“Today’s news – tomorrow’s fish and chip paper,” or so the saying goes.
But even in these days of 24-hour digital news coverage, when stories come and go in the blink of a pixel, there is still a place for the humble newspaper. How many of you, like me, have gone out and bought a newspaper on a day of national importance such as a Royal Wedding or during the Olympics? Or perhaps you have carefully cut out that photo of your little one winning the Under-7s football league or proudly holding their award for reading 100 books? As the most enduring format for delivering our news, the local rag can also be a precious resource for the historian:
Providing First-hand Evidence
This week, I was excited to receive a bundle of original newspapers from Thomas Walker at Historic Newspapers, along with a free teaching resource book for my children’s school, showing excerpts from newspapers between 1914 and 1919. Thomas says, ‘Each newspaper is filled with stories from eyewitnesses who were present at the time, making it a pleasurable way to aid learning and engage a pupil’s interest and imagination. The World War One newspaper book can be used to discuss the changing nature of conflict, the cooperation between countries, the shift of alliances and the lasting impact of the war on national, ethnic, cultural and religious issues.’ For free teaching resources for your school, please visit www.historic-newspapers.co.uk.
Details bring History Alive
Treasure troves from the past, the original newspapers I received were avidly pored over in the office as my colleagues read historic headlines such as: ‘Hilter Dead! Germany will battle on!’ ‘Crowning Glory – Everest is climbed,’ and ‘Man on the Moon.’ My personal favourite was the Daily Mirror from September 4th 1939 which led with the headline, ‘Britain’s first day of war: Churchill is new Navy Chief,’ and also contained details of the petrol rationing that immediately began; how Japan had ‘reassured Britain of her neutrality in the present war,’ and a warning to the people of Britain to, ‘Be silent, be discreet, enemy ears are listening to you.’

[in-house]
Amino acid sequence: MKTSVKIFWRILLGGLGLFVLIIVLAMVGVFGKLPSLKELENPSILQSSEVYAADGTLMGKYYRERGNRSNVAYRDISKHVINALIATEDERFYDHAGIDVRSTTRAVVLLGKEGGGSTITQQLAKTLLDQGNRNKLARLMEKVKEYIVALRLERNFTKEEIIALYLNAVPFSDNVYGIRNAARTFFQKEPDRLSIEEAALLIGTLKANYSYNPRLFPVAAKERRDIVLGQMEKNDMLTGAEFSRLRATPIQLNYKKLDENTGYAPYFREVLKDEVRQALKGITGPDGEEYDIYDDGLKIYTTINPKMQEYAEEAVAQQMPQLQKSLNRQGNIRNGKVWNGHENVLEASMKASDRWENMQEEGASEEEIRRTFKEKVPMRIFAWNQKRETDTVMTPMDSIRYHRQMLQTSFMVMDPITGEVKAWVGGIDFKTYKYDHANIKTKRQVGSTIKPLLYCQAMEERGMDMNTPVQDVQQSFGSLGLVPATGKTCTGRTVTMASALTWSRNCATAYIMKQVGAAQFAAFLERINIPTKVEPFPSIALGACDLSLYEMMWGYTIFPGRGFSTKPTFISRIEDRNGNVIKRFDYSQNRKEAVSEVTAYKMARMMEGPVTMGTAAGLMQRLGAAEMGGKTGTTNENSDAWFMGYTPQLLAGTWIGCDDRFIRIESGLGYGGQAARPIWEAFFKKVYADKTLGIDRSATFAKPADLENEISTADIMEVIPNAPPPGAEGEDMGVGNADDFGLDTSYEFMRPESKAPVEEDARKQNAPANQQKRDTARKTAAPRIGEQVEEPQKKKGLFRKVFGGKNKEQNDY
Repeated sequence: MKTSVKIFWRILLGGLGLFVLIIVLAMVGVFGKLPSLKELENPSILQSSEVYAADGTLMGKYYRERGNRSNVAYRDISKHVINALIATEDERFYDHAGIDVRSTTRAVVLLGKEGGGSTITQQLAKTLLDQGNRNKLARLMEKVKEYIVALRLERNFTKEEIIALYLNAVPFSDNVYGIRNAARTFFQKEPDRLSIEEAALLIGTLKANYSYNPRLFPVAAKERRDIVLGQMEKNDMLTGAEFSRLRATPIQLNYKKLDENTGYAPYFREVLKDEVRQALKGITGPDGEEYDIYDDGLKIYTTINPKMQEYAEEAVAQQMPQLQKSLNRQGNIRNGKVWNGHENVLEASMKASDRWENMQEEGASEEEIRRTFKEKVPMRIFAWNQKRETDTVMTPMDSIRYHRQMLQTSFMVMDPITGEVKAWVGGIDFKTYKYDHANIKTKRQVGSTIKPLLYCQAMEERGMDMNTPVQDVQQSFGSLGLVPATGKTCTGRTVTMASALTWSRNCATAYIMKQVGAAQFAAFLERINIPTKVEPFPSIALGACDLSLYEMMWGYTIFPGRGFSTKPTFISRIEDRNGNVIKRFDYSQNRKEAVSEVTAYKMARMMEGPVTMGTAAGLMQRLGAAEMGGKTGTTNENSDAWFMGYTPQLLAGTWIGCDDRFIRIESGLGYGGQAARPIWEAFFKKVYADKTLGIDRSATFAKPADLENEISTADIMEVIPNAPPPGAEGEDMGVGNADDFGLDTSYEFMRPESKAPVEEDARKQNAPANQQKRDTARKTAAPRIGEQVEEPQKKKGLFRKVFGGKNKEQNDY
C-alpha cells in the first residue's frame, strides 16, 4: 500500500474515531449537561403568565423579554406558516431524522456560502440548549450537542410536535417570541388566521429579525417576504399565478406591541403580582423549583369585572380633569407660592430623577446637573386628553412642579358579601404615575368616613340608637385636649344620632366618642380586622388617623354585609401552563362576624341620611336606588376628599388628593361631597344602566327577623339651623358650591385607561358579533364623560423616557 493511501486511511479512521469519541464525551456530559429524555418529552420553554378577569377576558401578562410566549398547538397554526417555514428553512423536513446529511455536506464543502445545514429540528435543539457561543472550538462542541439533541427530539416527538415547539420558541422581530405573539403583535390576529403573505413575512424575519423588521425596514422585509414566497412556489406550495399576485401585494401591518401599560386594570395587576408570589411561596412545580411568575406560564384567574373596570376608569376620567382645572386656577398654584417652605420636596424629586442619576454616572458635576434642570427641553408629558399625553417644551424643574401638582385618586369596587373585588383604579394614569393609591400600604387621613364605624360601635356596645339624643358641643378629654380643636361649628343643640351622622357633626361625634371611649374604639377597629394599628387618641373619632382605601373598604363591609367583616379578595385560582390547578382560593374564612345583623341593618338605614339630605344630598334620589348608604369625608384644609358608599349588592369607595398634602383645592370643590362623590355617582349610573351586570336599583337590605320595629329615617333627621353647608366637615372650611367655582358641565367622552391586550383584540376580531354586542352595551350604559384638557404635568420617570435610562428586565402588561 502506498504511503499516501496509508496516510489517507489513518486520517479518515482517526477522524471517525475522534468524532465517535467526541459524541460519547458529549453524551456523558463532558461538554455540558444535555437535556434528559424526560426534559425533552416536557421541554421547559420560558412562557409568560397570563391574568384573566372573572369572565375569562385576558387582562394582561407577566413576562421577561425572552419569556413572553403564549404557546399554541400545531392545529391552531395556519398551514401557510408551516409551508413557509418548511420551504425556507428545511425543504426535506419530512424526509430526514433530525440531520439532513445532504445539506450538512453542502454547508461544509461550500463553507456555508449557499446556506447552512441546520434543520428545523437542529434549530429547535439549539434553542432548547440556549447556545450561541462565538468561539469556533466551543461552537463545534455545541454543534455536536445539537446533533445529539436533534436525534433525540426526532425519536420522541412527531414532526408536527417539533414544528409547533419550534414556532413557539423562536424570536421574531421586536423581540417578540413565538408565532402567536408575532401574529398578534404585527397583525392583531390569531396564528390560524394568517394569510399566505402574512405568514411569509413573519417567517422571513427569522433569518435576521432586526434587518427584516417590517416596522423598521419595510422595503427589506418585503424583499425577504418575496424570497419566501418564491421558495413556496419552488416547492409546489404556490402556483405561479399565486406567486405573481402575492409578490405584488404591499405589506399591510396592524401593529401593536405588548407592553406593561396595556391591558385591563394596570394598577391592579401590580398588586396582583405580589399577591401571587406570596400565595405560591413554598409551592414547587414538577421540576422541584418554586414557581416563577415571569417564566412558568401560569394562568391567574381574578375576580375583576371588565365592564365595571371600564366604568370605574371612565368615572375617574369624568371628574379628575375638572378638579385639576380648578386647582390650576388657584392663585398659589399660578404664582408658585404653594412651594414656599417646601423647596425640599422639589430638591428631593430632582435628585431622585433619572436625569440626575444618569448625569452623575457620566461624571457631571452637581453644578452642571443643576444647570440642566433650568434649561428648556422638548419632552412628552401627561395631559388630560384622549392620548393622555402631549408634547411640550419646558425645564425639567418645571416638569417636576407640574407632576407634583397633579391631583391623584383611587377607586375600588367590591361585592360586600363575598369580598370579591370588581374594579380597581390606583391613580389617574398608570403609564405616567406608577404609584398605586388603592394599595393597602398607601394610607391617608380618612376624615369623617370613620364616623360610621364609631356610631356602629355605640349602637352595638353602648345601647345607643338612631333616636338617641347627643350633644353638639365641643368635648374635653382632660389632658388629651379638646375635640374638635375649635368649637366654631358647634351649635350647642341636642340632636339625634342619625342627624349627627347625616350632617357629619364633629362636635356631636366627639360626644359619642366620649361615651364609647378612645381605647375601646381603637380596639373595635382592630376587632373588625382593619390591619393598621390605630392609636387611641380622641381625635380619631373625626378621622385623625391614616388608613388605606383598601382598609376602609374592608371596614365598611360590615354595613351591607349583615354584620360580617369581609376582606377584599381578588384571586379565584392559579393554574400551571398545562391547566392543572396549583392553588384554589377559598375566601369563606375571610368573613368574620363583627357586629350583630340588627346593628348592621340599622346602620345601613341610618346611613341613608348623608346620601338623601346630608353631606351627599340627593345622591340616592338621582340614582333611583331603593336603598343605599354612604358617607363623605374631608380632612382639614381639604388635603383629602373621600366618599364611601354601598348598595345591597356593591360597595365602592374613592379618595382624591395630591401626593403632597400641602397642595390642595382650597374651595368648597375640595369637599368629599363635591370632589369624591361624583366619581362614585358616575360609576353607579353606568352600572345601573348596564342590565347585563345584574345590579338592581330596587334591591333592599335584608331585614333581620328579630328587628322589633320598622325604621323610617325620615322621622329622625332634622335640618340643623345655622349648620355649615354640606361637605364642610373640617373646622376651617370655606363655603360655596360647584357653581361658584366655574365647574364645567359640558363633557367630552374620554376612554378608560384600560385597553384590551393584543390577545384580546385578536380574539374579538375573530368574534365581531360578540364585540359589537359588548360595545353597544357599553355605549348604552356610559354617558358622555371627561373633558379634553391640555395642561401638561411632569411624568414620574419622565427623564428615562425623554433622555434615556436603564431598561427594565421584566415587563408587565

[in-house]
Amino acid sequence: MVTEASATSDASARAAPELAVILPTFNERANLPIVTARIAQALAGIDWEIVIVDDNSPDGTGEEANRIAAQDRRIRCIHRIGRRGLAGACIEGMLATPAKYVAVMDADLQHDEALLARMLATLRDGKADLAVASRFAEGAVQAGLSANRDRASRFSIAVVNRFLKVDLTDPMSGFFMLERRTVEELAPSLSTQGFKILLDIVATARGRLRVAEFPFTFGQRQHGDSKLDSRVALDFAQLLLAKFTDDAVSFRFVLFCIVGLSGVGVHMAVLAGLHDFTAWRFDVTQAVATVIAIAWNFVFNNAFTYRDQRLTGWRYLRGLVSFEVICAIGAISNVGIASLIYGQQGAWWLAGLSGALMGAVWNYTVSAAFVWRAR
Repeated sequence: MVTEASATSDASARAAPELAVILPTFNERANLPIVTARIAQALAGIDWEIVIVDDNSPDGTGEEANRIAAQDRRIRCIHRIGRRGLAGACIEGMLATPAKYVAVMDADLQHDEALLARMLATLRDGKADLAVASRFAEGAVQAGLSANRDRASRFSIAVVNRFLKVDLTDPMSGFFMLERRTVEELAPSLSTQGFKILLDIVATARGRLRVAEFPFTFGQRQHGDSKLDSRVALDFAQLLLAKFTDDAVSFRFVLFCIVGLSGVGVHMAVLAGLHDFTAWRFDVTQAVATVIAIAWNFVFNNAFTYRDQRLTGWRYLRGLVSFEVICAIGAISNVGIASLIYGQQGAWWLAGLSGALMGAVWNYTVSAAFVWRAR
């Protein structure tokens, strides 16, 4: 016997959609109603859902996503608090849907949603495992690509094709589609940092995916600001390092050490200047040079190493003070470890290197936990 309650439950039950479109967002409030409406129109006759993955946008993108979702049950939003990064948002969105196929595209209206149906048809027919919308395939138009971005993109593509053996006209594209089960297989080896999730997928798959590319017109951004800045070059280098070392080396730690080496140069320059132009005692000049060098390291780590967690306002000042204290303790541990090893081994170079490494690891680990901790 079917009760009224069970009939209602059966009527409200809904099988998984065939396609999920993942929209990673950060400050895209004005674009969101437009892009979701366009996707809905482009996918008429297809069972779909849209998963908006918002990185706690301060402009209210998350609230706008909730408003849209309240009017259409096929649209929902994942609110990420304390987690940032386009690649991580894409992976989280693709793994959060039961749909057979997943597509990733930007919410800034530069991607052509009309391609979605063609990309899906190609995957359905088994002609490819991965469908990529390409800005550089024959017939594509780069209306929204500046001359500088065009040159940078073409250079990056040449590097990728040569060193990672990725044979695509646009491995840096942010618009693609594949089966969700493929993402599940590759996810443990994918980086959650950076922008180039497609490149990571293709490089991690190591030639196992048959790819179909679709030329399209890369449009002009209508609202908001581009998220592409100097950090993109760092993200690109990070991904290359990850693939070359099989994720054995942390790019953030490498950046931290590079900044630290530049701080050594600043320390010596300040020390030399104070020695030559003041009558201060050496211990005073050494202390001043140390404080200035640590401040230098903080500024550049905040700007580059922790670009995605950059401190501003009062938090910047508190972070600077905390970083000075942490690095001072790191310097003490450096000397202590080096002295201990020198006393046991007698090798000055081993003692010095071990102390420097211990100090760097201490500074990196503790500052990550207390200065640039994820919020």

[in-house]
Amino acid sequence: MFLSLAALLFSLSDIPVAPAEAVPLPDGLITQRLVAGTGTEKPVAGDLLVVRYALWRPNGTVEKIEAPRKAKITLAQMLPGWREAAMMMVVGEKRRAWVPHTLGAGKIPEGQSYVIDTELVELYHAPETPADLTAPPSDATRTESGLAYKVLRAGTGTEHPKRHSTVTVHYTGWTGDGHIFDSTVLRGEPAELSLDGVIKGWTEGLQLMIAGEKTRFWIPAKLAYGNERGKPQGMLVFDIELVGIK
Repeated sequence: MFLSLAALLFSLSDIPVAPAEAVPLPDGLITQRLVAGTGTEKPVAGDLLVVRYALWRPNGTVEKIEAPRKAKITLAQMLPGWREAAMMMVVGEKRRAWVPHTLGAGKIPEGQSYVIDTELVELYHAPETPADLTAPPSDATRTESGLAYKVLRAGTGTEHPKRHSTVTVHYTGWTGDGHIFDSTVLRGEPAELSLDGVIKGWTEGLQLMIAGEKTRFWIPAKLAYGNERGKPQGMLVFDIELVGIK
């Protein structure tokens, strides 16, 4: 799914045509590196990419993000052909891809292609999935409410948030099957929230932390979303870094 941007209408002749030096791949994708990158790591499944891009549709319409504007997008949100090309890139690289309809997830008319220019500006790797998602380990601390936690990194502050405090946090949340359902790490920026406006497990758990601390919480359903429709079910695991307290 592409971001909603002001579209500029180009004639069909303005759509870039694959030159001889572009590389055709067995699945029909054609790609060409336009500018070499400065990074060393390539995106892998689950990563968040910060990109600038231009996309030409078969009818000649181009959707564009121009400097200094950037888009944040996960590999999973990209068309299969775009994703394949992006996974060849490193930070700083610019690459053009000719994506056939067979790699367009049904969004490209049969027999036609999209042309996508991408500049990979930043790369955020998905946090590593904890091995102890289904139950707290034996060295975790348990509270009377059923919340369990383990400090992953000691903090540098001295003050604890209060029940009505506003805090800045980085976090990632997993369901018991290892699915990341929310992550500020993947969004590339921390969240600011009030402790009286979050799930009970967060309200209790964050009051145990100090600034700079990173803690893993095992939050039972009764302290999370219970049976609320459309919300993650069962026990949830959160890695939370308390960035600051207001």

At home, my children were fascinated by the funny adverts for the ‘staying power’ of Kitkats and the Readers’ Letters sections on how to occupy your children by giving them scraps of fabric to pull apart and make cushions out of!
Your Moment of Fame
At Family Detective we often use newspaper archives to research our clients’ families. Just this week we discovered a murder from 1841 – sadly, our client’s 3rd great-grandmother was the victim. Sometimes we find record of ancestors who served as members of charity committees or local trusts which looked after the poor of their village. In one lovely article we found an account of a marriage in 1890. It listed everyone who had attended the wedding and all the gifts that were given including ‘marmalade spoons’ and ‘crumb brushes.’
Perhaps your ancestors were on the wrong side of the law and were listed under Bankrupts or in the Local Court section. One that sticks in my mind was a poor man I found who was imprisoned for stealing six turnips.
Whether it’s about an international catastrophe or a personal family achievement, a relevant newspaper article can really help us to engage with the past, even the differences in language, illustration and reporting style help to transport us back to a particular moment in time and help us to understand our history better.
Here are a few of the resources we recommend if you would like to explore newspaper archives:
Discussion: Well, that’s my list. Do you have any other newspaper resources you can share? Drop them in the comments! You can leave a comment by clicking here.